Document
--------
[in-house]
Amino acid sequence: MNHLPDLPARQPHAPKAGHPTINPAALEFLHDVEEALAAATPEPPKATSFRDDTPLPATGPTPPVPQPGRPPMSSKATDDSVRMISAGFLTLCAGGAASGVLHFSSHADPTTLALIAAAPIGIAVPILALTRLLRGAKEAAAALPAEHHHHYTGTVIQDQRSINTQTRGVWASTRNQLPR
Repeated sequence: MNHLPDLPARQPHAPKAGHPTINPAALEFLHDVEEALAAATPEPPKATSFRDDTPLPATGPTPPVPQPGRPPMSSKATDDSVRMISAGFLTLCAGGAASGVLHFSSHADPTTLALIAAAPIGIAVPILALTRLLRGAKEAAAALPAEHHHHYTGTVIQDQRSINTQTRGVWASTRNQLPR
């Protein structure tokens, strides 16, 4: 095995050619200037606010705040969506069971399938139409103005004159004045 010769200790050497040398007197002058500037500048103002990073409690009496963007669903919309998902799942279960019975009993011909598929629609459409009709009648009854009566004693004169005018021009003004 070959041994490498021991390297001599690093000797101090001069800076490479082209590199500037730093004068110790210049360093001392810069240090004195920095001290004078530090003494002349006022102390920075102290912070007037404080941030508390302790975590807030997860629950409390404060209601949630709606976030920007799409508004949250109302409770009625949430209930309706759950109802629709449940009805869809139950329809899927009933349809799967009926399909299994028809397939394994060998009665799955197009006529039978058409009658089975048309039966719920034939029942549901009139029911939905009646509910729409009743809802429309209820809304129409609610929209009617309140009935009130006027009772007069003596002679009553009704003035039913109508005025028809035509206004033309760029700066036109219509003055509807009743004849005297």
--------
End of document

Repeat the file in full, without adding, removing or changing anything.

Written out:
[in-house]
Amino acid sequence: MNHLPDLPARQPHAPKAGHPTINPAALEFLHDVEEALAAATPEPPKATSFRDDTPLPATGPTPPVPQPGRPPMSSKATDDSVRMISAGFLTLCAGGAASGVLHFSSHADPTTLALIAAAPIGIAVPILALTRLLRGAKEAAAALPAEHHHHYTGTVIQDQRSINTQTRGVWASTRNQLPR
Repeated sequence: MNHLPDLPARQPHAPKAGHPTINPAALEFLHDVEEALAAATPEPPKATSFRDDTPLPATGPTPPVPQPGRPPMSSKATDDSVRMISAGFLTLCAGGAASGVLHFSSHADPTTLALIAAAPIGIAVPILALTRLLRGAKEAAAALPAEHHHHYTGTVIQDQRSINTQTRGVWASTRNQLPR
């Protein structure tokens, strides 16, 4: 095995050619200037606010705040969506069971399938139409103005004159004045 010769200790050497040398007197002058500037500048103002990073409690009496963007669903919309998902799942279960019975009993011909598929629609459409009709009648009854009566004693004169005018021009003004 070959041994490498021991390297001599690093000797101090001069800076490479082209590199500037730093004068110790210049360093001392810069240090004195920095001290004078530090003494002349006022102390920075102290912070007037404080941030508390302790975590807030997860629950409390404060209601949630709606976030920007799409508004949250109302409770009625949430209930309706759950109802629709449940009805869809139950329809899927009933349809799967009926399909299994028809397939394994060998009665799955197009006529039978058409009658089975048309039966719920034939029942549901009139029911939905009646509910729409009743809802429309209820809304129409609610929209009617309140009935009130006027009772007069003596002679009553009704003035039913109508005025028809035509206004033309760029700066036109219509003055509807009743004849005297």